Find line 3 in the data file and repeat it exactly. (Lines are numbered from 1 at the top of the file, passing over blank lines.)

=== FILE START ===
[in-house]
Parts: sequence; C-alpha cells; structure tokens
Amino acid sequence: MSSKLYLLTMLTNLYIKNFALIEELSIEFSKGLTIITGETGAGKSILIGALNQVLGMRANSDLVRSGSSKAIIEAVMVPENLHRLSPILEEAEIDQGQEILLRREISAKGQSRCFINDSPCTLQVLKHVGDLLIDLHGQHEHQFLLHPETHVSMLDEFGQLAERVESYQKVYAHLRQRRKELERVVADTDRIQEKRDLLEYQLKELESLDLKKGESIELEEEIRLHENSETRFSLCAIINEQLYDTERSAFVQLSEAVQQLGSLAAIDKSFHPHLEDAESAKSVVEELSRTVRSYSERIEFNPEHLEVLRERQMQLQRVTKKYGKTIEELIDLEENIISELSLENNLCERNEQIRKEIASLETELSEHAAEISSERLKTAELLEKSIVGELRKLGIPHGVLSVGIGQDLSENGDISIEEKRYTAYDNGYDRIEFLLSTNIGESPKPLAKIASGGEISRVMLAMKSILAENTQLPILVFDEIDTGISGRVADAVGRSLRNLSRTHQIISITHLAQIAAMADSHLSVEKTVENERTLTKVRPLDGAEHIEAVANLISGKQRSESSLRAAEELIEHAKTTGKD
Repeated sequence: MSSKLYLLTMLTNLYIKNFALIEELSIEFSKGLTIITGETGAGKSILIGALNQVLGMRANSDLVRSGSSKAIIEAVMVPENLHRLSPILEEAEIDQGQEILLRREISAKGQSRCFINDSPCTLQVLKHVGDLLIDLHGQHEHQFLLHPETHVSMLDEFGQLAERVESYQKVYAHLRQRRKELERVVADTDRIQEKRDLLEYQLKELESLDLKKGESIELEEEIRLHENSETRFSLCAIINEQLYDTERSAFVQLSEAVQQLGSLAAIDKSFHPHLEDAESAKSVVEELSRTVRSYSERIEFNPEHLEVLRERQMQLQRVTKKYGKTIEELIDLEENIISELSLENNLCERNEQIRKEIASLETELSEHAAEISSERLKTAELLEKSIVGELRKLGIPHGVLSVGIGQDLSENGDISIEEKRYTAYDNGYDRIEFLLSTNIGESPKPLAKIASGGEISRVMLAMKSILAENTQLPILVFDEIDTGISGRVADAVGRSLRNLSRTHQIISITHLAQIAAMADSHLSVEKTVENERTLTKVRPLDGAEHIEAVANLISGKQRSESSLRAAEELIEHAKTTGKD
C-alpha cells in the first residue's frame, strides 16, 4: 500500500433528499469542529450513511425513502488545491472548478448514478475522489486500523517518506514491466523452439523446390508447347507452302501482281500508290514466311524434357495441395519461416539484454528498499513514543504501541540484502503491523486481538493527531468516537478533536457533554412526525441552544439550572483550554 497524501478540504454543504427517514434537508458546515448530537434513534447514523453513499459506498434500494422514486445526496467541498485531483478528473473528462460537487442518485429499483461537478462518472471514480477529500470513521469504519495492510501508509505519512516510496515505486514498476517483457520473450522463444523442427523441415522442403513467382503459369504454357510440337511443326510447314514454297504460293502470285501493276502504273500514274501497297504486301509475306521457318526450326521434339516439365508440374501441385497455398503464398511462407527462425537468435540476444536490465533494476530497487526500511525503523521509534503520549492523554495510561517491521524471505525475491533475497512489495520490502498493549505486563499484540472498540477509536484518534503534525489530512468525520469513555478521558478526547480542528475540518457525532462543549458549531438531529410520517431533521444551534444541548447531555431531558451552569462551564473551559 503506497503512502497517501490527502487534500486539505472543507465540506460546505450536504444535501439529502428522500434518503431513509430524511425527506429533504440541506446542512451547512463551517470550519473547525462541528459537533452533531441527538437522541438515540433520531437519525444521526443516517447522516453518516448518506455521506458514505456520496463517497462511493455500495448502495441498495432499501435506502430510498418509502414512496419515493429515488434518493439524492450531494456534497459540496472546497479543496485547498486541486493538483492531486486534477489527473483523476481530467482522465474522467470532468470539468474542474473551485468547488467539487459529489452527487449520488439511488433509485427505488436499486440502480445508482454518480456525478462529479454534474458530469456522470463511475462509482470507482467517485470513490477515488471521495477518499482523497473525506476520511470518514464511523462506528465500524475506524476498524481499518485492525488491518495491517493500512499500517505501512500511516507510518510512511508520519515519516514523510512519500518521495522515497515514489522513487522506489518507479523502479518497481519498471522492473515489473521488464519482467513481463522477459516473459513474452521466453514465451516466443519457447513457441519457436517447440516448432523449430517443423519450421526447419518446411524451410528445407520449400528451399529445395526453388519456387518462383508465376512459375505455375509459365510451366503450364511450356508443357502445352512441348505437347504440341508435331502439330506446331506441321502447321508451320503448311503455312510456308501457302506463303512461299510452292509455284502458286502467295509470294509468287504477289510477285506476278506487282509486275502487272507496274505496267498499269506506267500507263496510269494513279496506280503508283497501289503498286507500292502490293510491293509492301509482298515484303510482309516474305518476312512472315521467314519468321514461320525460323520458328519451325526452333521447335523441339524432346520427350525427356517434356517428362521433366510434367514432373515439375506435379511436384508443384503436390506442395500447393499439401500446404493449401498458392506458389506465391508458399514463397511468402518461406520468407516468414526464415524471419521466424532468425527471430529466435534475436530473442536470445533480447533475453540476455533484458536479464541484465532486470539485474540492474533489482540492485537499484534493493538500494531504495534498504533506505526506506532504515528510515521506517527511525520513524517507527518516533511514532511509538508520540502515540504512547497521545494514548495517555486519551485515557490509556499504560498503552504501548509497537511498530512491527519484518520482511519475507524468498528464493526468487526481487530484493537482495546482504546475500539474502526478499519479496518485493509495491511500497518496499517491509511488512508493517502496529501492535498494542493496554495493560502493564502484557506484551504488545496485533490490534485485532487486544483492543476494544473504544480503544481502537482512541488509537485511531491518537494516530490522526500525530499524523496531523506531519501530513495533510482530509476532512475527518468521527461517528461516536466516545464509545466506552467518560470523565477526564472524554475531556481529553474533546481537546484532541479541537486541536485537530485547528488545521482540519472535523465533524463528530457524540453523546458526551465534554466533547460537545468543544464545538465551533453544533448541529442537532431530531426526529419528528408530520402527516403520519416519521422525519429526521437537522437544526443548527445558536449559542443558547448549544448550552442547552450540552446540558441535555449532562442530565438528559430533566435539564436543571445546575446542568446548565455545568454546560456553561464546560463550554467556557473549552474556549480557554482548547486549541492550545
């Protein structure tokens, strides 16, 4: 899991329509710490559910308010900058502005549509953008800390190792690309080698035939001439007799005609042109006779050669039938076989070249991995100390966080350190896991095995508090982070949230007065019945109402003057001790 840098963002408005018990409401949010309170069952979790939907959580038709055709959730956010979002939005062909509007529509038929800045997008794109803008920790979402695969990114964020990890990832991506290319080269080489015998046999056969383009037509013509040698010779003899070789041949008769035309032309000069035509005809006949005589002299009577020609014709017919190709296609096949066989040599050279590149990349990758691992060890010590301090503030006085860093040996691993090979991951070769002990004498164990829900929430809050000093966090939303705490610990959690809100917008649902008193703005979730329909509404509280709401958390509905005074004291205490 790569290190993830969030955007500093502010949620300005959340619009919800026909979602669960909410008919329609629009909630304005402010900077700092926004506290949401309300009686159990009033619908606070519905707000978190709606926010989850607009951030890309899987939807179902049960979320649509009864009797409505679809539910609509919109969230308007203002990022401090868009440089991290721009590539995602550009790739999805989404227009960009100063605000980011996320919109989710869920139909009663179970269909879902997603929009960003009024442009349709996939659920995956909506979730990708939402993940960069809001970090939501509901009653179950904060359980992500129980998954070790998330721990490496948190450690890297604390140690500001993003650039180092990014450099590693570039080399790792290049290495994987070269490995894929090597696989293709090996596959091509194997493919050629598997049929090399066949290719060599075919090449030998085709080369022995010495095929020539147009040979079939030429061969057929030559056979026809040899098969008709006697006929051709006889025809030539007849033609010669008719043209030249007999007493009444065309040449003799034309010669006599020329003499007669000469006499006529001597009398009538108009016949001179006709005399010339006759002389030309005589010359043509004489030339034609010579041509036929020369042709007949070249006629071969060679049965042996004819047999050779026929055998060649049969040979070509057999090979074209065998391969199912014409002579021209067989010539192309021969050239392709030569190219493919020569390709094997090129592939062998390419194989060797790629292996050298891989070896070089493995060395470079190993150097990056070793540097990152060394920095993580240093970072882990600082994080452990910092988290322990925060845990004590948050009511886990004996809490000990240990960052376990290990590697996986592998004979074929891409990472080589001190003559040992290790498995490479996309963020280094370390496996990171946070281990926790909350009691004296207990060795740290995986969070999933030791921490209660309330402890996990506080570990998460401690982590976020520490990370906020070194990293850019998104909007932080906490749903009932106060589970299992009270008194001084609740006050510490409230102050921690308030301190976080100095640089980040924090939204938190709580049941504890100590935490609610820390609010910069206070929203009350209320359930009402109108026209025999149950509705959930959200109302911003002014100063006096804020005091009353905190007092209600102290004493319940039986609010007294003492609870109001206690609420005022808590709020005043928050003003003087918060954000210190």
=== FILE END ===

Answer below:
Amino acid sequence: MSSKLYLLTMLTNLYIKNFALIEELSIEFSKGLTIITGETGAGKSILIGALNQVLGMRANSDLVRSGSSKAIIEAVMVPENLHRLSPILEEAEIDQGQEILLRREISAKGQSRCFINDSPCTLQVLKHVGDLLIDLHGQHEHQFLLHPETHVSMLDEFGQLAERVESYQKVYAHLRQRRKELERVVADTDRIQEKRDLLEYQLKELESLDLKKGESIELEEEIRLHENSETRFSLCAIINEQLYDTERSAFVQLSEAVQQLGSLAAIDKSFHPHLEDAESAKSVVEELSRTVRSYSERIEFNPEHLEVLRERQMQLQRVTKKYGKTIEELIDLEENIISELSLENNLCERNEQIRKEIASLETELSEHAAEISSERLKTAELLEKSIVGELRKLGIPHGVLSVGIGQDLSENGDISIEEKRYTAYDNGYDRIEFLLSTNIGESPKPLAKIASGGEISRVMLAMKSILAENTQLPILVFDEIDTGISGRVADAVGRSLRNLSRTHQIISITHLAQIAAMADSHLSVEKTVENERTLTKVRPLDGAEHIEAVANLISGKQRSESSLRAAEELIEHAKTTGKD